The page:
Borrowing,  Planning

1031 Exchange Example With Boot

Boot is defined as anything in the 1031 exchange that is not like-kind property. We’ll take a look at some examples of cash boot and mortgage boot.

I’d like to thank 1031x.com for providing a great resource on this topic. This article is by far the best I’ve found online for explaining many of the finer points of calculating boot in a 1031 exchange.

If you want to avoid boot altogether, simply follow these two rules:

Rule #1: Buy a property worth more than the one you’re selling

Rule #2: Allocate all cash received in the sale of the old property to the purchase of the new one

We’ll see how these two rules can save you from being taxed during a 1031 exchange. Now let’s get to it.

Two houses next to each other

Calculating Tax Basis

First, let’s briefly talk about calculating your tax basis on the sale of a property you own. We’ll need this number later for our examples.

You’ll need the total cost of purchasing the property in the first place and the net sales price of the property (sales price minus expenses like closing costs).

Tax Basis = Net Sales Price of Old Property – Total Cost of New Property

Like all things tax related, calculating tax basis is more complicated than it seems. Check out this more in depth (and accurate) explanation for calculating tax basis on a property being sold in a 1031 exchange.

Example With Cash Boot

Now that we’ve gotten that out of the way let’s get to the examples.

Let’s say we’ve decided to sell a property and use the 1031 like-kind exchange to defer taxes.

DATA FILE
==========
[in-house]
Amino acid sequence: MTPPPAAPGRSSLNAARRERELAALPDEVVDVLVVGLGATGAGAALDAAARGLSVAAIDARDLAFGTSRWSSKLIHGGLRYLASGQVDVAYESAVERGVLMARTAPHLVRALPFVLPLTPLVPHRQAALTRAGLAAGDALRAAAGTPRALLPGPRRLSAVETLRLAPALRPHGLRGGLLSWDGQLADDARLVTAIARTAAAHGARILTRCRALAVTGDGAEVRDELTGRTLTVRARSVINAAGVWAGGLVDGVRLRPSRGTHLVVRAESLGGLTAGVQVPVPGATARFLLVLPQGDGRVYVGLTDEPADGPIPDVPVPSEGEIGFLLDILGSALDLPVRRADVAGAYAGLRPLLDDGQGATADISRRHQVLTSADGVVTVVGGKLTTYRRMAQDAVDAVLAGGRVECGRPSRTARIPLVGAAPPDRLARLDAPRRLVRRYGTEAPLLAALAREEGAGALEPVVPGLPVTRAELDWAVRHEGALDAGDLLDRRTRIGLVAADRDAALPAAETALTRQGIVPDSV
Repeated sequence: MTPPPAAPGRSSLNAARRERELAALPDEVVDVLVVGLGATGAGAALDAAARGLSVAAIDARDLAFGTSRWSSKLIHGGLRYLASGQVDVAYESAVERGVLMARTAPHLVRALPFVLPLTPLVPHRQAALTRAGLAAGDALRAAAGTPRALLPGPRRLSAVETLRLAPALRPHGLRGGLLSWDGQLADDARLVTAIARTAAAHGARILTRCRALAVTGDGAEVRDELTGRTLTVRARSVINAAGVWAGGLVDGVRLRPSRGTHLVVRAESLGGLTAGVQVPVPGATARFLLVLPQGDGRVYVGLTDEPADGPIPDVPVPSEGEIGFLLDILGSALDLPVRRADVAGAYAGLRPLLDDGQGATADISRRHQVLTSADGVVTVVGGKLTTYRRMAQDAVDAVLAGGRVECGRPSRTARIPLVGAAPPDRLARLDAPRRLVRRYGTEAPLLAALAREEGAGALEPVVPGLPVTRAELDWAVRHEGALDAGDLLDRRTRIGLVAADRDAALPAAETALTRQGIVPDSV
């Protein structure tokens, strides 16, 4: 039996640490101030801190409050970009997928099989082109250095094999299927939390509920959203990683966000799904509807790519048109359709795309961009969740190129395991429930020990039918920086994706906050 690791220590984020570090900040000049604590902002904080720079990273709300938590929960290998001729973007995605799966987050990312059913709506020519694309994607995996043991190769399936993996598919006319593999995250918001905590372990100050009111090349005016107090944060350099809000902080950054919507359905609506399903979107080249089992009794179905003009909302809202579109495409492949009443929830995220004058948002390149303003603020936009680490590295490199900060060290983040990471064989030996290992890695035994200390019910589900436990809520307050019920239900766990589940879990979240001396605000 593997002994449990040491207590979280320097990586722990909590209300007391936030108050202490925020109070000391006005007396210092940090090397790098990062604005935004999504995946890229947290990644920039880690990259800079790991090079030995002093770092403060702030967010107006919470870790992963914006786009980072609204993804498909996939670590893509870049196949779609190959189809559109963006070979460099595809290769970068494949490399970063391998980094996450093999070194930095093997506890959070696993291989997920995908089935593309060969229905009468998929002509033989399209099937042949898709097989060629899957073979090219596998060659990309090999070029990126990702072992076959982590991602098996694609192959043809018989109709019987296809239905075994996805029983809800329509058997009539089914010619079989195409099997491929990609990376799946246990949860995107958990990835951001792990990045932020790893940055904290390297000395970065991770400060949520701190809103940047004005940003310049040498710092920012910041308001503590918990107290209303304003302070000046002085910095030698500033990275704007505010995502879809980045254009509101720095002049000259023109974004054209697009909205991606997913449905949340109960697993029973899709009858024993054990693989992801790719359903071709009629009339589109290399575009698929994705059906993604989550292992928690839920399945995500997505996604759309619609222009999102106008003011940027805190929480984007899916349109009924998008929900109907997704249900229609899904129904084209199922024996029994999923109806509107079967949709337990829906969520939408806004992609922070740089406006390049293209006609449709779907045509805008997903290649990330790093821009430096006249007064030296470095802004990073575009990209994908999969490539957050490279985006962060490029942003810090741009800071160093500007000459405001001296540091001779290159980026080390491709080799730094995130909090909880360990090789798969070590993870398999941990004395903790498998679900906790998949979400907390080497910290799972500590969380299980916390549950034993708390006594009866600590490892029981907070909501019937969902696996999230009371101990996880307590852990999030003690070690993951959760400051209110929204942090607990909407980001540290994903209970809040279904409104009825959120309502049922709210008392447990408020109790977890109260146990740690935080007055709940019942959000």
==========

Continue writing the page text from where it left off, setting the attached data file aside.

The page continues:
Cash Boot Example

First let’s calculate our tax basis:

  • Cost to Purchase in 2001 = $135,000
  • Net Sales Price in 2018 = $225,000
  • Tax Basis = $90,000

This $90,000 is the amount of capital gains we’ve realized. Now let’s look at the amount of cash we are taking out of the property.

  • Net Sales Price in 2018 = $225,000
  • Principal Left on Mortgage = $0
  • Cash Taken Out = $225,000

Since we own the property outright, we’ll take out the full $225,000 sales price to put towards another property. Remember, we’re taking out $225,000 cash, but we’re only at risk for being taxed on the $90,000 capital gain.

We’ve found a property to purchase as well, and it is being sold for $205,000.

  • Cash from Sale = $225,000
  • Purchase Price = $205,000
  • Cash Boot = $20,000

Since we’ve bought a property worth less than the one we sold, we ended up taking out $20,000 in cash. This $20,000 is not of like-kind with the property sold, so it is now subject to taxation at capital gains rates.

Example With Mortgage Boot

Taking cash out of the sale is the simplest example of boot in a 1031 exchange. Mortgage boot is a different breed.

If you carry a debt (mortgage) on the property you’re selling in the exchange, and by purchasing another property you lower your debt burden, you will realize a mortgage boot.

Let’s look at an example:

Mortgage boot example

First, calculate your tax basis for the property you’re selling: